Monday, July 7, 2014

Scientists: How can you afford to not be on social media?

It's no secret anymore. Science has embraced social media in a way that will have many early adopters saying "I knew this was going to happen" and those yet to adopt it saying "What's all the fuss about? How can I get involved?

Using social media for science is like any other aspect of life that needs diligence and training. If you don't care about it or don't know what to care about, you'll be missing all the fun and rewards. I had the same journey. I questioned the value of spending bits of time on twitter or why people would blog - that seemed like a major time sink. But when scientists that i respected were so involved with social media, i felt compelled to figure out what they got out of it. There are far more virtues of social media that one could list in a short blurb about it. So I will boil some of my favorite aspects of social media down to three key points.

1. Staying in touch with the current literature - If you don't use twitter, then you likely stay on top of new articles by pubmed searches, table of content emails, and word of mouth. Twitter makes these methods seem archaic as following experts and their tweets brings the literature directly to you rather than you searching for it. It also comes filtered directly from the experts rather than through luck of finding the articles in a random search. Many tweets are just links to really cool articles that you would have seen six months later in a pubmed search; but because luminary X on twitter caught it first, you get to see it and integrate it into your science far faster. Also, sometimes the tweets to publications come with a fatal criticism or major complement - helping you to see where the community places the work. 

2. Staying in touch with conferences - It seems like there are more and more conferences that we all want to go to every year, but we don't have the budget to attend all of them. Twitter users will use hashtags (i.e., #ASM2014 for this year's American Society of Microbiology meeting) that you can click on and follow the conference in a virtual way that brings you the most exciting talks and key points right to your desktop or phone. Following conference hashtags has been of such tremendous value to me that I have at times questioned the need to go to conferences all that often. Moreover, if you're not at a conference, you can interject into conference happenings by tweeting to conference goers or using the hashtag to virtually place your ideas and "self" in the conference.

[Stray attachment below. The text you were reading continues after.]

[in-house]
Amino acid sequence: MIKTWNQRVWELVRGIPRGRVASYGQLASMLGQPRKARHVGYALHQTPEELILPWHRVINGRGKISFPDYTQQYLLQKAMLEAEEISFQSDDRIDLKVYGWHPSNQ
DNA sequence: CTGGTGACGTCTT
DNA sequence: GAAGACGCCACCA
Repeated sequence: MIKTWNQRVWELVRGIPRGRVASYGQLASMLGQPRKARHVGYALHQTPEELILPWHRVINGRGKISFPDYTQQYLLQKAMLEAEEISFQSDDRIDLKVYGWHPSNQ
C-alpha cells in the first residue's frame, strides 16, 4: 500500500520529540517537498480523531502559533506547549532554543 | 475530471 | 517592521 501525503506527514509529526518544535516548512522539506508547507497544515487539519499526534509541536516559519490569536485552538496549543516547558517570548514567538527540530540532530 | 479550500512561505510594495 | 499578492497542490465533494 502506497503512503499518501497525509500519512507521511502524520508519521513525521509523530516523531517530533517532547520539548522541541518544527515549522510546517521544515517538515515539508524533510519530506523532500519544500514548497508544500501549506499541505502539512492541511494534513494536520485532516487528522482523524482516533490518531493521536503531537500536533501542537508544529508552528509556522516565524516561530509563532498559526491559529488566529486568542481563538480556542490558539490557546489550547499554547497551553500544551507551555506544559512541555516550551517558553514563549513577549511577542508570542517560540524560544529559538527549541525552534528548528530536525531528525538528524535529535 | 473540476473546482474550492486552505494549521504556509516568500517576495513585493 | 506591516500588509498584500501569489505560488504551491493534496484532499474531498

3. Giving your research wings - Both twitter and blogs are venues to disseminate research and the stories behind that research to those that care. You can hope that someone reads a table of contents and finds your most recent publication or they search for your work in pubmed, but why not cast your paper into their world directly through social media. In this fast-moving and competitive world of science, getting your student's work out there is important. Or for the assistant professor, how about expediting the growth of your international reputation by connecting with tweeters from across the world? It is lab policy that all students join twitter. Some use it more than others, but at least it is something they can test out and come back to if they don't like it at first. 

I like to think that twitter is my Department of the World in which collegiality by proximity is replaced by collegiality without borders. I can tweet research questions, follow my peer's work, go to conference seminars, talk about latest results, promote students all in the social media world. It takes far less time that non-users think, it is far more valuable too, and the only question left to ask is "How can you afford to not be on social media?"

Seth Bordenstein

Twitter: @Symbionticism

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